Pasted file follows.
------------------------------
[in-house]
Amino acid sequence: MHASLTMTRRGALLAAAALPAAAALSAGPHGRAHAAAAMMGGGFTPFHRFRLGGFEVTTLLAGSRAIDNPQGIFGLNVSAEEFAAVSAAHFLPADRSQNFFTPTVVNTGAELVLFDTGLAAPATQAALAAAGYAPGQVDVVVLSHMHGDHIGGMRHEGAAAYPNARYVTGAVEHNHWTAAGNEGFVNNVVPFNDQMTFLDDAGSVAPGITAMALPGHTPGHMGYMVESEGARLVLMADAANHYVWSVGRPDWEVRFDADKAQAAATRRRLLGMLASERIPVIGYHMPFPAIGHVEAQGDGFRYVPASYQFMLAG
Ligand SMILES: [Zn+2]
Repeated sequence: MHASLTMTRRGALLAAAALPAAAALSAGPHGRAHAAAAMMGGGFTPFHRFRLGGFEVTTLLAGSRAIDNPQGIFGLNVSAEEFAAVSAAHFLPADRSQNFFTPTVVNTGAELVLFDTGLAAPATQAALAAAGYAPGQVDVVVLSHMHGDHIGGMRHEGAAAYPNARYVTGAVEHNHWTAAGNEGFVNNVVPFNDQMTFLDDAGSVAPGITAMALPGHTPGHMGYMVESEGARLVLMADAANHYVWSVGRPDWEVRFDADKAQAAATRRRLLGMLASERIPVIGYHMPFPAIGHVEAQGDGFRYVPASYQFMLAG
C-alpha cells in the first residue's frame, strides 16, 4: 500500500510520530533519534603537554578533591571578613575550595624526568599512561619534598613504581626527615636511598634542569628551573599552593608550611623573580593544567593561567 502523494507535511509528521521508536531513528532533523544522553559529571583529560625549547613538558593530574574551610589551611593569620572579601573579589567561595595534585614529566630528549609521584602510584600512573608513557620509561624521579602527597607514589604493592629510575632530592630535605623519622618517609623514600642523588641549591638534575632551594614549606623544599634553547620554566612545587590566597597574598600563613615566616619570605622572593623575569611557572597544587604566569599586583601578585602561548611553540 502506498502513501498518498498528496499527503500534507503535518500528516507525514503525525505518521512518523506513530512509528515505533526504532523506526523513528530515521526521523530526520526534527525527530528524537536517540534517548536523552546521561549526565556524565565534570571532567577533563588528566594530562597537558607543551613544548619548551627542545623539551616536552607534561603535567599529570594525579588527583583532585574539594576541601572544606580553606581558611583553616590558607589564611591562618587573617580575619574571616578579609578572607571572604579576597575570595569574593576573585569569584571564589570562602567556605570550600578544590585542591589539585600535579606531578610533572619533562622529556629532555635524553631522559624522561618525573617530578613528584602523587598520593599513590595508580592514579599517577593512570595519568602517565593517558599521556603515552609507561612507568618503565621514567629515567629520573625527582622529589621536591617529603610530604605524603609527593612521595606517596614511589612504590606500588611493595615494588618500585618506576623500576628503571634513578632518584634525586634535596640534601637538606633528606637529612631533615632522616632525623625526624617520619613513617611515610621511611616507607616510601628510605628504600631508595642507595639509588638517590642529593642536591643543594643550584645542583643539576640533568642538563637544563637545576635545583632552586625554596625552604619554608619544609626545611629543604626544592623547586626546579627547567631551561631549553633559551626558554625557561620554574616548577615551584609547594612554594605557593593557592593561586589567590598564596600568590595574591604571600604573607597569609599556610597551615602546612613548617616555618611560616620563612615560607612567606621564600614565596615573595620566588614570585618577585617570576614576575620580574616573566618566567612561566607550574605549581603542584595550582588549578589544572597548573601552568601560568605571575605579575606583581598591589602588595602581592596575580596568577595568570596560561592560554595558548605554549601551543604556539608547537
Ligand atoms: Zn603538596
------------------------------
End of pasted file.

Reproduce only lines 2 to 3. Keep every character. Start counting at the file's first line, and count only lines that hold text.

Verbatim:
Amino acid sequence: MHASLTMTRRGALLAAAALPAAAALSAGPHGRAHAAAAMMGGGFTPFHRFRLGGFEVTTLLAGSRAIDNPQGIFGLNVSAEEFAAVSAAHFLPADRSQNFFTPTVVNTGAELVLFDTGLAAPATQAALAAAGYAPGQVDVVVLSHMHGDHIGGMRHEGAAAYPNARYVTGAVEHNHWTAAGNEGFVNNVVPFNDQMTFLDDAGSVAPGITAMALPGHTPGHMGYMVESEGARLVLMADAANHYVWSVGRPDWEVRFDADKAQAAATRRRLLGMLASERIPVIGYHMPFPAIGHVEAQGDGFRYVPASYQFMLAG
Ligand SMILES: [Zn+2]